CLINICAL APPLICATION QUESTIONS
A 44-year-old man requests evaluation of an irritated brown lesion on his left shoul- der. Evaluation reveals a typical 5-mm “stuck on” seborrheic keratosis. He also has mul- tiple lentigines of various sizes in a solar distribution over his upper back, shoulders, and upper chest. An asymmetric multicolored 4 × 8 mm lesion is present on his left anterior shoulder. It has a notched margin and stands out from the other lesions.
1. Should the multicolored lesion be biopsied?
2. What are the primary lesions that you would expect to find in solar lentigines?
3. What are the secondary lesions that you would expect to find in solar lentigines?
4. What should you tell the patient about the solar lentigines?
5. Is there any relationship between lentigines and melanoma?
6. How are solar lentigines treated?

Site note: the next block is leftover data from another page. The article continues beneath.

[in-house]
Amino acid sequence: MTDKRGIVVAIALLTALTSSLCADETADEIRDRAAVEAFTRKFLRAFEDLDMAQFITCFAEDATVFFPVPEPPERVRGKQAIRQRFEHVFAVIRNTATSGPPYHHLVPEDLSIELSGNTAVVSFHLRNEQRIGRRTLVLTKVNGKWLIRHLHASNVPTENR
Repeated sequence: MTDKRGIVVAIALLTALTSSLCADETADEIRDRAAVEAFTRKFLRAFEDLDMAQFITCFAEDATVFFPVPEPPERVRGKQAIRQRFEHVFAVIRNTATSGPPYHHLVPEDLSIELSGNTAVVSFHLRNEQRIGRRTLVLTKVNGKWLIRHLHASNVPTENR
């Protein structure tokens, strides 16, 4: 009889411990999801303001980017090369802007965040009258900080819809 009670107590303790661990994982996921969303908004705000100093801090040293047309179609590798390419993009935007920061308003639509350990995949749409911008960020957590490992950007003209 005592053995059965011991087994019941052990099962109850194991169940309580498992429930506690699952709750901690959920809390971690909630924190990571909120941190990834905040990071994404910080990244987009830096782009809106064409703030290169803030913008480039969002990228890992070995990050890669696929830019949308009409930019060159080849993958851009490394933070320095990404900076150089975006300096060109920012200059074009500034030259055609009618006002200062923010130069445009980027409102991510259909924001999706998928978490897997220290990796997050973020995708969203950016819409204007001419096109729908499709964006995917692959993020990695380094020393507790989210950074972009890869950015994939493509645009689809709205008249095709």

APPLICATION GUIDELINES Specific History
A lentigo is a focal area of numerically increased, but benign, nonproliferating melanocytes at the dermoepidermal junction. There are two common types: small nonso- lar lentigines and larger sun-induced lentigines. Most nonsolar lentigines arise during the first decade, but they may increase in number into adulthood or occasionally arise later in life. Solar lentigines begin in the second decade of life, except with intense solar exposure, when they may appear even earlier.
Evolution of Disease Process and Skin Lesions
Once present, nonsolar lentigines are quite stable. They do not change in color or number with solar exposure. Spontaneous disappearance has been recorded. This type of lentigo is usually dark brown and tends to be more discrete, symmetrical, and less densely grouped than ephelides. They show fewer tendencies toward confluence. Even confluent lentigines rarely exceed 0.5 cm in size.
A solar lentigo is microscopically identical to its nonsolar counterpart. This type is usually 0.5 to 1 cm or more in size and appears after acute or chronic sun exposure. The margins are irregular, but like nonsolar lentigines, the normal skin lines can be readily fol- lowed across the lesion’s surface. Both are absolutely macular.
From: Current Clinical Practice: Dermatology Skills for Primary Care: An Illustrated Guide D.J. Trozak, D.J. Tennenhouse, and J.J. Russell © Humana Press, Totowa, NJ